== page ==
Sundon's Luck finally made it to the racetrack at the beginning of February this year. His trainer/driver took the necessary precautions by placing him on the unruly, but he galloped. Strike one. Then the 3-year-old went to Ashburton for the Hambletonian, and galloped again. Strike Two. Just when he thought he was going to strike out, Townley put bat on ball and hit a homer. Sundon's Luck sat in the one-one at Addington on March 8, and burst clear of his opposition to win with his ears pricked. Then a fortnight later at the same venue he gave leader Tony H a head start of some 20 metres, worked round to sit outside him for the last half, and ran him to a neck. And last Saturday night, in the event that meant more to Townley than any of them so far, Sundon's Luck jogged home to win the $50,000 Christchurch Casino NZ Trotting Derby.

"Practice, practice and more practice," the Weedons horseman said, explaining how he turned Sundon's Luck around. I just kept changing things, and trying new things. Putting two poles on him has helped because that has got his steering perfect. But it is just a fluke that we got him right in time for all the big trots, so we are lucky in that respect."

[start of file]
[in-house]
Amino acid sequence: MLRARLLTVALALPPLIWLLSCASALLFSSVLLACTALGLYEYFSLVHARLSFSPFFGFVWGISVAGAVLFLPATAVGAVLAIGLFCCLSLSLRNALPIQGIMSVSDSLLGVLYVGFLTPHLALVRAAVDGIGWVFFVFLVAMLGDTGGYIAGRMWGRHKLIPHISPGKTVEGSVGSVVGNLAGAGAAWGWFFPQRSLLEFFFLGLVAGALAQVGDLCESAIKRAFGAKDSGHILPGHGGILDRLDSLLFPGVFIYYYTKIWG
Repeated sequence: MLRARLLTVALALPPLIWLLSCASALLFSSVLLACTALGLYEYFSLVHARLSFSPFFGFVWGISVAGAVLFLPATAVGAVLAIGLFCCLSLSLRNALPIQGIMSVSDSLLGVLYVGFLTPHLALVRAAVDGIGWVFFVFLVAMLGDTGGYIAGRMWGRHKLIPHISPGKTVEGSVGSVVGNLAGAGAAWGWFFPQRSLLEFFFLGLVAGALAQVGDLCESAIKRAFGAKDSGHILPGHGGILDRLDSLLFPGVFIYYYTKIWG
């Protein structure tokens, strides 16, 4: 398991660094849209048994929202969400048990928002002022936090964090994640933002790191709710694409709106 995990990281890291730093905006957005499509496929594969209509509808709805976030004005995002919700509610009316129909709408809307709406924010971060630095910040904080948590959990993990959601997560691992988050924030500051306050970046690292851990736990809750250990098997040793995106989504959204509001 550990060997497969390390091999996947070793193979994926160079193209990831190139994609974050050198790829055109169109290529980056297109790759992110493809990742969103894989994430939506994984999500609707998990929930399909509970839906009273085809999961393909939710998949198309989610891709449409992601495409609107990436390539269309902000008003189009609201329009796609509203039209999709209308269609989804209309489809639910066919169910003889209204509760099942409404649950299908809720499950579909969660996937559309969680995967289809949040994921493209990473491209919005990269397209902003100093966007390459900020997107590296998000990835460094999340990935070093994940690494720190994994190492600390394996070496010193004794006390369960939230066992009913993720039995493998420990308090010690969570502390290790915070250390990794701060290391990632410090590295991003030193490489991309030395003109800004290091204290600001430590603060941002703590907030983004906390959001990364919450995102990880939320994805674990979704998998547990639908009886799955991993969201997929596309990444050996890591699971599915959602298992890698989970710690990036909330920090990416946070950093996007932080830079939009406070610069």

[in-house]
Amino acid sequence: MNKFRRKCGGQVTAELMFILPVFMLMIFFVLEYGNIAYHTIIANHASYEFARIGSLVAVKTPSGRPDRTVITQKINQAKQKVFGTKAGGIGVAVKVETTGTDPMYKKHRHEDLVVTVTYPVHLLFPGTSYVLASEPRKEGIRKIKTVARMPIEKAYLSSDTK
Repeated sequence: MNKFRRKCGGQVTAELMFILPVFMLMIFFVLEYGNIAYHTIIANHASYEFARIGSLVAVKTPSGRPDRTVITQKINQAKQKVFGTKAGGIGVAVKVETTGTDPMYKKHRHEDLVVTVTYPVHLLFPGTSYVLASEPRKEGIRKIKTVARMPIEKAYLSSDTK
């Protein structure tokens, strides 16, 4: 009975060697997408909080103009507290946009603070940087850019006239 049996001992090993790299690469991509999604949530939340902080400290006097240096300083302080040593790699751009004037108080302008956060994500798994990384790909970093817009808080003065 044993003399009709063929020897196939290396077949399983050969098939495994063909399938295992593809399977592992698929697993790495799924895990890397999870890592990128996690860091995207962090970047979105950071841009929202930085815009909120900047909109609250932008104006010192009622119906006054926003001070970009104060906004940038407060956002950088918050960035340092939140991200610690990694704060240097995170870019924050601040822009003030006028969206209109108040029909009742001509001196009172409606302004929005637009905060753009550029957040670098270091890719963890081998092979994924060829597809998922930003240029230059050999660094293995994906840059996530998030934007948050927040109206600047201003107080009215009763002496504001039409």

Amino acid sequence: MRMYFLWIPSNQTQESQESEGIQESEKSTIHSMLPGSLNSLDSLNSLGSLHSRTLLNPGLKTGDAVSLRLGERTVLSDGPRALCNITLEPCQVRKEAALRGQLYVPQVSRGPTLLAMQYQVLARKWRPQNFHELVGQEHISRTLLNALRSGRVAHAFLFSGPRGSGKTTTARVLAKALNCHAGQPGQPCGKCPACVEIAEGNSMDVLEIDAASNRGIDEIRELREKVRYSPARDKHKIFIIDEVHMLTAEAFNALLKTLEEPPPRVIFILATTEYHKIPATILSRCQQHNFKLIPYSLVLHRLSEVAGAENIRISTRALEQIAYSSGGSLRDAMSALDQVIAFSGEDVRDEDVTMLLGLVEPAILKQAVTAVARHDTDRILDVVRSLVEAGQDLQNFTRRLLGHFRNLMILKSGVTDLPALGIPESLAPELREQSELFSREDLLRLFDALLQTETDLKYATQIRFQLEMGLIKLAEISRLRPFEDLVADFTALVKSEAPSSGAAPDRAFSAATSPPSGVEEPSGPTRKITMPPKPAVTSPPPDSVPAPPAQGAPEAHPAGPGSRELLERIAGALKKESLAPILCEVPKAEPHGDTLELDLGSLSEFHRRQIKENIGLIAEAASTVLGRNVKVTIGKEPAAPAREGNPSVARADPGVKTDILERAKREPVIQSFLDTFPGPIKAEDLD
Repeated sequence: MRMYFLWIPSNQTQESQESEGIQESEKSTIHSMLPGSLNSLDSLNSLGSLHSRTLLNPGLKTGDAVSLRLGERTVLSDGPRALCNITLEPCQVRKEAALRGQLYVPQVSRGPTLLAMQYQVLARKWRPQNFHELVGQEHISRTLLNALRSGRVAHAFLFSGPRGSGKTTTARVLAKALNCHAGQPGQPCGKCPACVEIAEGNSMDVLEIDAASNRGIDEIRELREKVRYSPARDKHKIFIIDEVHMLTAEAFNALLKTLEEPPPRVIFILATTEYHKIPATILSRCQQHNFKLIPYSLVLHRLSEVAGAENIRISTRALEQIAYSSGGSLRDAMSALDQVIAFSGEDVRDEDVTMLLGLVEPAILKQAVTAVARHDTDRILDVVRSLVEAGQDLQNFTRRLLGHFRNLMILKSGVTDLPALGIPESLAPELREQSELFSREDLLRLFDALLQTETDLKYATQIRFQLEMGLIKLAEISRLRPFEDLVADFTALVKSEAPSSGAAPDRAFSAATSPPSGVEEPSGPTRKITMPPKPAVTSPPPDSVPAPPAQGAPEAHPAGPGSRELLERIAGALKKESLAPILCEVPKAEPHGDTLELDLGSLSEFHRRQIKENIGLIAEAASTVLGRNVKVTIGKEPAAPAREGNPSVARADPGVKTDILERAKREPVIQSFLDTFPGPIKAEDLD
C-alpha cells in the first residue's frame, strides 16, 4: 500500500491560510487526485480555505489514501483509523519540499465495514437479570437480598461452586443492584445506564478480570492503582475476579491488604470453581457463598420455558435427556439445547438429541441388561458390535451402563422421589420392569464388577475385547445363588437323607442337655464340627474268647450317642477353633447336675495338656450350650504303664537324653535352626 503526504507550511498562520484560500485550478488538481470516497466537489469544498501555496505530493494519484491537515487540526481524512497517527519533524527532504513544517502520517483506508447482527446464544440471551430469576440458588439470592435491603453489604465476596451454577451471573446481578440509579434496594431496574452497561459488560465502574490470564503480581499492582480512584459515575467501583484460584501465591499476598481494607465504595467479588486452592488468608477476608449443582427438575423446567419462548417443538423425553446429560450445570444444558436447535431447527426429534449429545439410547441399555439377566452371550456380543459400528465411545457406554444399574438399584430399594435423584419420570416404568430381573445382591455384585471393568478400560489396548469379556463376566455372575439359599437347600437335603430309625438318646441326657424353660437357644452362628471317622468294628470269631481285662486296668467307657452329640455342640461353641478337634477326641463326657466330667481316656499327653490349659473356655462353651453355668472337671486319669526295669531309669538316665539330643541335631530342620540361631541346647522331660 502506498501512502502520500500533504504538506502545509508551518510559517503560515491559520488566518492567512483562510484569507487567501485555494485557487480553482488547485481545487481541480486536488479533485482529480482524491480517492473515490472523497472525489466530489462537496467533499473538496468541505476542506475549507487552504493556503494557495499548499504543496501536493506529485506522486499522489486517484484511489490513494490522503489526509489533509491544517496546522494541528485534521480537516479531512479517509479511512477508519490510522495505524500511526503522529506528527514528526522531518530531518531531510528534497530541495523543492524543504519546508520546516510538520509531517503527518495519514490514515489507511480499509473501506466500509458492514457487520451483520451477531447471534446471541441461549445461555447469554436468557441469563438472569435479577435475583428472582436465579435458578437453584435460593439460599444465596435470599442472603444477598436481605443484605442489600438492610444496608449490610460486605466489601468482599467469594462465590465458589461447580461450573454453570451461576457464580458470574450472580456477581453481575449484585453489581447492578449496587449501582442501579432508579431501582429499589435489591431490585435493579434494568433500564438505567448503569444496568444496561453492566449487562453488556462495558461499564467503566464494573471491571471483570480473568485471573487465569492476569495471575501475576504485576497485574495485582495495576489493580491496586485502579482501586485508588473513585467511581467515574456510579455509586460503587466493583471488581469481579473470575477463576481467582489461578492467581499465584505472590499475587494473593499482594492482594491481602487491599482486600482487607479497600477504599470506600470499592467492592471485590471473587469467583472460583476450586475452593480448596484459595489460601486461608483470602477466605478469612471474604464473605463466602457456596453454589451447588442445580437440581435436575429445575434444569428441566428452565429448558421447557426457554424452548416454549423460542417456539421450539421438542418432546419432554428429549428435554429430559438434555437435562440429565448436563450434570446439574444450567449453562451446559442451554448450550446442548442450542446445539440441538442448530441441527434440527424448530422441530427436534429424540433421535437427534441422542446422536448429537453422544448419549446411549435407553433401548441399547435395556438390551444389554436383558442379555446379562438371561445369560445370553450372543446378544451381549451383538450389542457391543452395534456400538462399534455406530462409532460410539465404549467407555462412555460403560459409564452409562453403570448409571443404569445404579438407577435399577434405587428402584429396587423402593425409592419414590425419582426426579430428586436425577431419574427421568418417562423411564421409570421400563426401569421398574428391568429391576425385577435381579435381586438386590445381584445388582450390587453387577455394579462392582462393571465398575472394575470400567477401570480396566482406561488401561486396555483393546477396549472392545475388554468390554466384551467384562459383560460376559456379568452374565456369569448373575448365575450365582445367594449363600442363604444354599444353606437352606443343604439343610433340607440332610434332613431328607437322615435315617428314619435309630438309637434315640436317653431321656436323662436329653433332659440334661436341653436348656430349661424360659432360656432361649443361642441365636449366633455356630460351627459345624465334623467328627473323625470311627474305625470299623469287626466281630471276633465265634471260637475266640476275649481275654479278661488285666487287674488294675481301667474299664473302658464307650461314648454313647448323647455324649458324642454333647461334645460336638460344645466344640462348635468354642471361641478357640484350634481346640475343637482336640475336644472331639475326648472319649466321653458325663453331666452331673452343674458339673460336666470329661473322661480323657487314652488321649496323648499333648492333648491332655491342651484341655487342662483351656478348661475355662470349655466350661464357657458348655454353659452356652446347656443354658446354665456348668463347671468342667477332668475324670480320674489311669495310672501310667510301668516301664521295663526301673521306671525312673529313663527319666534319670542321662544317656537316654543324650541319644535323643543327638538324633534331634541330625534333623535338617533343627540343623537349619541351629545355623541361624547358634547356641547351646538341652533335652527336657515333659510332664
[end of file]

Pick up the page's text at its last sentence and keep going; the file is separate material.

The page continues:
Townley doesn't hide the fact that he thinks a lot of his latest winner. "He is very good," he said. "He has got better in every start since his first win, and on Saturday he went round the field on his own and led for more than the last lap. You don't see many do that. Solar Fire was a brilliant filly, but Sundon's Luck is different again because he is more of a stayer. That doesn't mean he hasn't got speed though, because that day at Ashburton he would have trotted his mile in well under two minutes once he finally got going. He has got a big motor. I have timed him to run his last quarter at Rangiora trials in 27 and a bit - and he never tires. What more could you ask for in a horse?"

The latest news that Townley has for Sundon's Luck's owners is to make travel arrangements. "Yes, we will have a go for the big money now. He will go to Auckland for the Trotters Championship and the Rosso Antico later this month, and then all going well we will head to Australia for the Holmfield, the Victorian Derby and the New South Wales Derby. I am still not ready to bring him off the unruly and line him up off the front yet. But the day I do, look out, because they won't see which way they went."

Credit: John Robinson writing in HRWeekly 04Apr02